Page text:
Sounds of freedom from bandits what is banditry and how it all started. Banditry is used to refer to acts of robbery and violence in areas where the rule of law has broken down. in Nigeria Insecurity in Northern Nigeria and its liberation Despite government efforts, the security situation in Nigeria is deteriorating. Indeed, the lingering conflict between herders and farmers in north-central Nigeria has been rated ten times deadlier than the Boko Haram insurgency.
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The recent abductions of schoolboys in Kankara community, Katsina State, and Niger State are more examples of the deplorable state of security in the country. Notably, the unprecedented increase in violent attacks is defying the sustained narrative among analysts that the northwest is relatively peaceful compared to the northeast—even though the northwest is poorer; worse governed in some areas, and has lower levels of human development.
Sounds of freedom from bandits
Poor governance, poverty, and climate change causes of insecurity in africa
Banditry violence has affected populations living in Nigeria’s Zamfara, Kaduna, Niger, Sokoto, Kebbi, and Katsina states in the northwest. About 21 million people living in these states have been exposed to insecurity from the activities of bandits. Unconnected to the Boko Haram insurgency in the northeast, the banditry violence began as a farmer/herder conflict in 2011 and intensified between 2017 to 2018 to include cattle rustling, kidnapping for ransom, sexual violence, and killings. The violence has affected about 35 out of 92 local government areas in the 4 states. The discovery of gold mines and the activities of illegal miners competing for the control of gold reserves have served to further intensify the existence and activities of armed groups in the northwest. By March 2020, more than 210,000 people have been internally displaced.? More than 35,000 refugees have crossed communal borders to Maradi in the Niger Republic by the beginning of March 2020. These refugees are hosted in Madaou in the Tahoua region, Dan Dadji Makaou, Garin Kaka, and Guidan Roumdji.?
bandits northern Nigeria
Controversial peace agreements between some state governments and criminal groups. In an attempt to stop these attacks, and due to larger failures on the part of the federal government, the state governments of Katsina, Sokoto, and Zamfara initiated direct negotiations with these criminal groups. As part of these negotiations, the governors offered the criminal groups amnesties and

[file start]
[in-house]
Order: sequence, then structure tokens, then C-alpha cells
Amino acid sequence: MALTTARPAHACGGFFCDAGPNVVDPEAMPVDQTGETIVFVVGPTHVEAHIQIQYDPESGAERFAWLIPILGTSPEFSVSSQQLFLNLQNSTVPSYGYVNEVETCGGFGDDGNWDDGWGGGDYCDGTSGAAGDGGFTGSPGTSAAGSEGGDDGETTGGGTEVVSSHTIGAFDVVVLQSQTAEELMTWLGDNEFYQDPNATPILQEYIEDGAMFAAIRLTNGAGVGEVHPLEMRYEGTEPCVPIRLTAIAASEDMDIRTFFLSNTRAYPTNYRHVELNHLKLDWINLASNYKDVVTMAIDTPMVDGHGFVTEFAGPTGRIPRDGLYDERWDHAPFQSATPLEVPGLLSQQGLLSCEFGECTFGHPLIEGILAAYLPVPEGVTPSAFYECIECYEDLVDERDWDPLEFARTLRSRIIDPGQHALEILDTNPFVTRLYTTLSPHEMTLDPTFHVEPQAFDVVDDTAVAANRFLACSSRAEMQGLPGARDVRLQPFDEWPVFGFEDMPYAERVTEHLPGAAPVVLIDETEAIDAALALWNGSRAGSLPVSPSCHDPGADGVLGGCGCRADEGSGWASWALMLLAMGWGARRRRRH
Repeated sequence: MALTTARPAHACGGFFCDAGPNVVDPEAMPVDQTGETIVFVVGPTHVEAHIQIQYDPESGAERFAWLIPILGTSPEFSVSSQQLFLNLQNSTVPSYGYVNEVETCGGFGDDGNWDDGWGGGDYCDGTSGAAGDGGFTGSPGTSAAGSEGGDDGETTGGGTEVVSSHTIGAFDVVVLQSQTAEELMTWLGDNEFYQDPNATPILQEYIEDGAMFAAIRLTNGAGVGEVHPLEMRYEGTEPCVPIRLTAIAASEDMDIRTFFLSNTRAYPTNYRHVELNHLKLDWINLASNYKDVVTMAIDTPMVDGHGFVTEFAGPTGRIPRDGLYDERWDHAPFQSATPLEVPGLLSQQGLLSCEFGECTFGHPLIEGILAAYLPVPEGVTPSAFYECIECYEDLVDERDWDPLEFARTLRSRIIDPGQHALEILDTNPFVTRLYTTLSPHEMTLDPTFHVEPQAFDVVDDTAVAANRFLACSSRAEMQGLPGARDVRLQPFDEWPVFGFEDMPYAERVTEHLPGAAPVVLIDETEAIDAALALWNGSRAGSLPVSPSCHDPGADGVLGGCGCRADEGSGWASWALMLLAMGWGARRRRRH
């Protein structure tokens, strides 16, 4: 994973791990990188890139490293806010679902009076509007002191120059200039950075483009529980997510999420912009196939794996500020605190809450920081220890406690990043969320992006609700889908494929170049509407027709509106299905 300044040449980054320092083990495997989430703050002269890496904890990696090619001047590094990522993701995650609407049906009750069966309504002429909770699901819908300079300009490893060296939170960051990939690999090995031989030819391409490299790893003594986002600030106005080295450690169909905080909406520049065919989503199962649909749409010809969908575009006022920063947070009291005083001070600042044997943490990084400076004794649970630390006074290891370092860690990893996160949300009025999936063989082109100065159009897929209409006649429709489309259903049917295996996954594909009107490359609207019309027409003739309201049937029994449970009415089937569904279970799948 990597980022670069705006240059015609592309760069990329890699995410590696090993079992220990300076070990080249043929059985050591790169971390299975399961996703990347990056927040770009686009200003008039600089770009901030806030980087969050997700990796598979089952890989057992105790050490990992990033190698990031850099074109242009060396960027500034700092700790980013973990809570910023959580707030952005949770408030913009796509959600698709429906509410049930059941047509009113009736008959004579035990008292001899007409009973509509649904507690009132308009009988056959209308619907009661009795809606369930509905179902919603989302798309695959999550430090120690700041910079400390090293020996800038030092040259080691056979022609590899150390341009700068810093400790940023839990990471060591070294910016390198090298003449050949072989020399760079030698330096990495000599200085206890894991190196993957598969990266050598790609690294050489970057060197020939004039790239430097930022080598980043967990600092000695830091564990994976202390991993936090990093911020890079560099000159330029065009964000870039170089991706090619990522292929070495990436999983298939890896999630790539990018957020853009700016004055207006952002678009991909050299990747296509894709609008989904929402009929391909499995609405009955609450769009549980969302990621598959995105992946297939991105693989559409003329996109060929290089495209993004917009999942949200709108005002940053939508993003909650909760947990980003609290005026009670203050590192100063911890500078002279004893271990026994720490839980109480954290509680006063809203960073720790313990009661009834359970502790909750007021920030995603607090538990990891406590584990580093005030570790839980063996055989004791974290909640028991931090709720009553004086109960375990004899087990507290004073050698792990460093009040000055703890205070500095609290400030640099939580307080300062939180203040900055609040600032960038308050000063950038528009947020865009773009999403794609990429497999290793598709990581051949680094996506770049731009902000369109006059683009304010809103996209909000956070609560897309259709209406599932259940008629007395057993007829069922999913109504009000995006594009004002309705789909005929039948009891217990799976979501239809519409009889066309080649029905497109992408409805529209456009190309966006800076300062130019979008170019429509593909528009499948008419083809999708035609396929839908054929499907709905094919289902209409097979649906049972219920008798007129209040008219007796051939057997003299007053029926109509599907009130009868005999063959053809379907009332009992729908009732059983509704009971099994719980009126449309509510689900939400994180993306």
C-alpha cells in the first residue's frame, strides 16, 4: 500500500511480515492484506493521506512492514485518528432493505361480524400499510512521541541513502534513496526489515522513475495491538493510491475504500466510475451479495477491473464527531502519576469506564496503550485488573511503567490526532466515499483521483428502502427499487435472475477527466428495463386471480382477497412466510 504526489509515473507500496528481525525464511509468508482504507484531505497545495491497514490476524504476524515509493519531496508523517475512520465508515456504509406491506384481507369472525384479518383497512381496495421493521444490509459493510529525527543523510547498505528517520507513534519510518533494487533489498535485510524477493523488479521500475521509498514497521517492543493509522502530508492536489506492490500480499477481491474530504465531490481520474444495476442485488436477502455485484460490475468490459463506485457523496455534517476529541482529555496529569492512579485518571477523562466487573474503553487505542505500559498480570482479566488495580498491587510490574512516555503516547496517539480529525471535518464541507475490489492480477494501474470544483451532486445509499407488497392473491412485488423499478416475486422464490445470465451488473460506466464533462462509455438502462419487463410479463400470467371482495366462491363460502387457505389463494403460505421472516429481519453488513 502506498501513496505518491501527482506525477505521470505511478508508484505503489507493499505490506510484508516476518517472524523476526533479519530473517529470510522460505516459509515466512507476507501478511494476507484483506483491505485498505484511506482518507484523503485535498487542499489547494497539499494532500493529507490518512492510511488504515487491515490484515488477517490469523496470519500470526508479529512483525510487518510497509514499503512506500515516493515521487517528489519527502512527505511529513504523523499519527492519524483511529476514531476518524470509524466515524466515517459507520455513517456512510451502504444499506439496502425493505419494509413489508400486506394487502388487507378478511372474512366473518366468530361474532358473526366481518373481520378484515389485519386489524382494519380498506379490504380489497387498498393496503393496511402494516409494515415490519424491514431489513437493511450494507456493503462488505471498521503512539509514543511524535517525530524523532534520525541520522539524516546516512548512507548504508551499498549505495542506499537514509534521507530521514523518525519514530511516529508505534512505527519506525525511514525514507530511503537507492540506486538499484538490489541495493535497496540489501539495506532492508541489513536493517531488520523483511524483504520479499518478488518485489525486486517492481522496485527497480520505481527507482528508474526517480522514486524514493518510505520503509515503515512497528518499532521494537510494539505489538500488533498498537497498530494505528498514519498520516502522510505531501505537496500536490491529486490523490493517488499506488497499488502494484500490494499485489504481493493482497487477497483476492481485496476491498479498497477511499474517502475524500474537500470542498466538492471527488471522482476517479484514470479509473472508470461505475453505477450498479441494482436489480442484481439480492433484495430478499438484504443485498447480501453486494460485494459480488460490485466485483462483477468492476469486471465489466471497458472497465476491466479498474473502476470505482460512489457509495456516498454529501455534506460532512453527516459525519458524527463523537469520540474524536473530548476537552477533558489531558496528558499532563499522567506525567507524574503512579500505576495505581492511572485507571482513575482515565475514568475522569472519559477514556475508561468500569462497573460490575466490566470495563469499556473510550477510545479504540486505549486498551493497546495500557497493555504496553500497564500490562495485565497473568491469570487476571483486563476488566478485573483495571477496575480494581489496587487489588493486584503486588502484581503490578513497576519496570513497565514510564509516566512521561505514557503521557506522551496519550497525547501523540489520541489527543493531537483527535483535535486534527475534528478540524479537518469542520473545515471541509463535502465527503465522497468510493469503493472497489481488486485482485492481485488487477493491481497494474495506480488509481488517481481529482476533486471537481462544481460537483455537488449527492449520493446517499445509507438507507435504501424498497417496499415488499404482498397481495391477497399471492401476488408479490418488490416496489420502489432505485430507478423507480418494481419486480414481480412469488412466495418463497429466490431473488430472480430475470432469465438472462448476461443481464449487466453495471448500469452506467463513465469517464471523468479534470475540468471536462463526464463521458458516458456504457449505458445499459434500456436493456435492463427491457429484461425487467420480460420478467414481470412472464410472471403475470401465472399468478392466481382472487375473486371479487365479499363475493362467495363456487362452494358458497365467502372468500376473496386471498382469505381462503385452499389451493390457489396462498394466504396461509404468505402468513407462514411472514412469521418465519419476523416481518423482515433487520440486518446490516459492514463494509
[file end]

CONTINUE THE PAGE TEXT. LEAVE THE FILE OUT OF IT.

other incentives to end violent attacks. Some have even agreed to release all arrested persons from
such groups in exchange for hostages. So far, these agreements have failed for a nu
mber of reasons: First, these criminal groups lack central command and a common goal, so it has been difficult to bring them all to a common negotiation.
Porous Nigeria-west Africans borders and difficult terrain. Nigeria’s border with Niger and other west Africa countries and is poorly policed by the Nigeria Nigeria military personnel’s. Police officers Customs and Immigration Services. The porous nature of these borders heightens the potential spread of terrorist activities into northwest Nigeria from Burkina Faso, Mali, and Niger. The vulnerability of the border to the infiltration of terror groups is compounded by the forest reserves in the region. The vast, rugged terrain, sparse population, and dense vegetation make surveillance difficult—making the forests ideal hiding places and operational bases for the terror groups. Furthermore, the forested landscape constitutes ungoverned spaces, where the presence of the authorities is either nonexistent or, at best, sporadic.
Arms and weapons trafficking. The groups terrorizing northwest Nigeria are known to deploy sophisticated weapons in their operations; again, often due to the porous Nigeria-Niger border
Poor governance, poverty, and climate change-fragility nexus. In many instances, the rising incidents of violent attacks are symptoms of weak, exclusionary, or exploitative governance systems in northwest Nigeria. Compounding factors include weak institutional capacity within the police; extreme inequality, poverty, unemployment; and citizens’ alienation from the government.
Indeed, five of the country’s 10 poorest states—Sokoto, Katsina, Zamfara, Kebbi, and Jigawa—are in the northwest region. Evidence suggests that population explosion, poor governance, and high incidence of poverty could render many unemployed youths more vulnerable to recruitment by terror groups in the region. Closely connected to this is the intensive desertification of the Sahara. Climate change is wreaking havoc on people’s livelihoods and facilitating the recruitment of poor farmers and vulnerable youths into terrorist groups in the region.